Executives don't really need any more lessons about how to do big deals badly. Sumner Redstone's machinations at Viacom have been a good primer. But a graduate course is the soon-to-be published book about AT&T's disastrous plunge into media.
One eye-popping assertion: In its quest to cure the ills of its core long-distance business by gobbling up cable systems, AT&T pushed itself to the edge of Chapter 11.
Written by Leslie Cauley, the book—scheduled to be published in August by Free Press—is aptly titled End of the Line: The Rise and Fall of AT&T. It chronicles the breakdown of one of the great icons of American business, the once mighty Ma Bell.
There's a great story here, but New York gossip columnists will be paging through Cauley's book for its savage portrayal of Leo Hindery, the ex-cable executive who has since become a prominent player in New York City politics.
Cauley covered telecommunications for more than a decade at The Wall Street Journal and USA Today, where she wrote about AT&T's plunge into the cable-TV business. But she also co-authored The Biggest Deal of All, also from Free Press, with Hindery, then president of onetime cable giant TCI and briefly president of AT&T Broadband after the telephone company bought TCI in 1999.
Hindery is currently—among other things—cutting a high political profile as campaign finance chief for Fernando Ferrer, the leading Democratic candidate challenging New York City Mayor Michael Bloomberg.
Cauley and Hindery developed a close relationship during their book project, giving her access to his insights and many documents from that period. Their collaboration apparently ended very badly, if her harsh description of Hindery is any indication. More on that later.
In an uncorrected proof edition of End of the Line, Cauley concludes that “no single decision felled AT&T.” Instead, it was scores of bad decisions “each linked in a daisy chain of managerial incompetence.” (Now AT&T is in the process of selling to SBC Communications, once its Baby Bell subsidiary.)
Cauley focuses on AT&T's recent years, after Michael Armstrong was brought in to save the long-distance giant from a slow death spiral. MCI, Sprint and dozens of smaller long-distance carriers were pecking away at its core business, which accounted for half its revenues and virtually all its profits.
Armstrong's response was to plunge into cable. He believed AT&T needed to push into local-phone business, and cable was his path into the home. Just like the phone company, cable operators had wires running down every street in America. That copper could be carrying phone and video.
AT&T tried to partner with cable operators, but they smelled the desperation and demanded enormous payments. Instead, Armstrong turned to the largest cable operator—John Malone's TCI—and bought it, paying $48 billion.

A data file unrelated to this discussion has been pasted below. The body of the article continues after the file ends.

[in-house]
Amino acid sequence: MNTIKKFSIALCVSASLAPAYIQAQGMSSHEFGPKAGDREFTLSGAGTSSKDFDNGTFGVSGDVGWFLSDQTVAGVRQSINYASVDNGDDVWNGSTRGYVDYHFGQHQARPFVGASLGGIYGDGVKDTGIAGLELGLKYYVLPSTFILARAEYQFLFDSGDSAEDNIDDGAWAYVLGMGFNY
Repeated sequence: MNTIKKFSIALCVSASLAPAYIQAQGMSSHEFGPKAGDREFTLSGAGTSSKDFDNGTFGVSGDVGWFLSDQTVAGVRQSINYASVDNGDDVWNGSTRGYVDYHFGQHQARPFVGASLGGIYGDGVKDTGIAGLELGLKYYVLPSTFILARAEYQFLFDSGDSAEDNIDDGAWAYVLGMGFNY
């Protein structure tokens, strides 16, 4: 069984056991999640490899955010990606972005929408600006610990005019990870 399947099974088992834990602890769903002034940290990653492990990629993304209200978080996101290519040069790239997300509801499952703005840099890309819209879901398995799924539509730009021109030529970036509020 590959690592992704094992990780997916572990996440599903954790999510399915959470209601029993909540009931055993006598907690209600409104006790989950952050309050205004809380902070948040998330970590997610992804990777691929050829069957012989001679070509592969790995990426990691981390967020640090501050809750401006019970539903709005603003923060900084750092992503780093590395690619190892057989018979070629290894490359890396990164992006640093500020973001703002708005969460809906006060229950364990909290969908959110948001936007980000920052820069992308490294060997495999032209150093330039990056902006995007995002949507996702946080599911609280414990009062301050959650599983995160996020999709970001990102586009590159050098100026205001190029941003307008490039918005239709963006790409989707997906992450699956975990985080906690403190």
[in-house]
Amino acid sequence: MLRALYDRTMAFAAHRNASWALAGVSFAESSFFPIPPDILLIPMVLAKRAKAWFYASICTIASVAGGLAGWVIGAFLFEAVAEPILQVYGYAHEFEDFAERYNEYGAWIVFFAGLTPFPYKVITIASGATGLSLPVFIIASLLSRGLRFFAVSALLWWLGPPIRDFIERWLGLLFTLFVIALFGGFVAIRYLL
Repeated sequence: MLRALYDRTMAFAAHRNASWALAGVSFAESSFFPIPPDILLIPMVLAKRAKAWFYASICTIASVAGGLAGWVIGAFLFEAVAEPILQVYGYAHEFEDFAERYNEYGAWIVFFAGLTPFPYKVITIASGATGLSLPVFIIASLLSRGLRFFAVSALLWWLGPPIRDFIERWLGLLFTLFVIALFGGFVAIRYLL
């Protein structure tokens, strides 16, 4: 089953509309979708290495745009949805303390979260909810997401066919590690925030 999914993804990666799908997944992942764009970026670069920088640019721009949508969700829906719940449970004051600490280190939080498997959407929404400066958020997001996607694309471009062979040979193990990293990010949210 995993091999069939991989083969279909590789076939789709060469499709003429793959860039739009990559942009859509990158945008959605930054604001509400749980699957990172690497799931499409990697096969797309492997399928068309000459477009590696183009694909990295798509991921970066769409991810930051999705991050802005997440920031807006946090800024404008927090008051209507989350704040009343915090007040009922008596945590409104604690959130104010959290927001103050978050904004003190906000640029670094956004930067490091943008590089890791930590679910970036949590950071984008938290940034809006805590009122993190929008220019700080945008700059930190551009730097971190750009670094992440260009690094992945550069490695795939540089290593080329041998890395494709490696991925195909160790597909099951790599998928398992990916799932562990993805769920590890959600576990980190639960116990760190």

That's where panic overtook good sense. One misstep Cauley notes: AT&T agreed to the merger without fully inspecting TCI's systems.
They would have discovered what everyone in the cable industry knew: TCI was in no shape to launch phone services as quickly as AT&T wanted. Dan Somers, then CFO and later CEO of AT&T Broadband, drafted projections without thoroughly checking.
Months after signing the deal, an AT&T executive asked to perform some spot checks, but TCI said that “the time for due diligence was over.”
That was a big problem because the cable-telephone rollout was a corporate imperative and AT&T's stock price hinged on it. But, Cauley says, AT&T executives—particularly Somers—seemed blind to its cable woes.
Former AT&T and Cox Communications executive Curt Hockmeier describes his weekly progress reports to Somers on system upgrades, including all the outages, cut lines and other snags. Somers, Cauley says, would “sit there stone-faced.” Week after week, he offered no criticism, no suggestions or feedback of any kind.
Somers was often badly out-negotiated, so much so that other cable operators privately had a refrain: “Dan's in the room.”
Case in point: In a 2000 meeting, he demanded that Cox and Comcast executives commit to sell AT&T their stakes in a high-speed– Internet partnership, @Home, for $27 a share, already 50% more than @Home's trading price.
Comcast's executive, deal guru Larry Smith, consulted President Brian Roberts, who simply said, “Double it.” Smith protested that AT&T wouldn't pay. Roberts' reply: “Yeah, but don't forget, Dan's in the room.” Somers agreed to $48 per share, or $3 billion. Later, @Home went bankrupt.
But what nearly killed AT&T was the takeover of another cable operator, MediaOne. It was Armstrong who cut that $62 billion deal that stretched the company thin. CFO Chuck Noski and board member John Malone feared a gigantic default. AT&T ultimately avoided that, in part by selling its cable systems to Comcast.
While Somers and Armstrong receive harsh treatment in Cauley's book, they don't get it as badly as her former collaborator, Hindery.
She calls him a “carnival barker,” “a junk-food addict with a waistline to match” and, in a particularly cheap shot, a “Queer Eye for the Straight Guy makeover just screaming to happen.”
Tougher still, she contends that Hindery put too positive a spin on operations and deals. Malone describes him as always “sprinkling a little stardust.”
Hindery and an AT&T spokesman say they have not seen any drafts of the book and won't comment in detail. A Hindery spokesman says, “Over the course of 25 months, Leo made tens of billions of dollars for his shareholders and for all parts of the cable industry, for which he was much recognized by the industry and the national media. Leo is very proud of his accomplishments, which were well-documented in his 2002 book with his co-author Leslie Cauley.”
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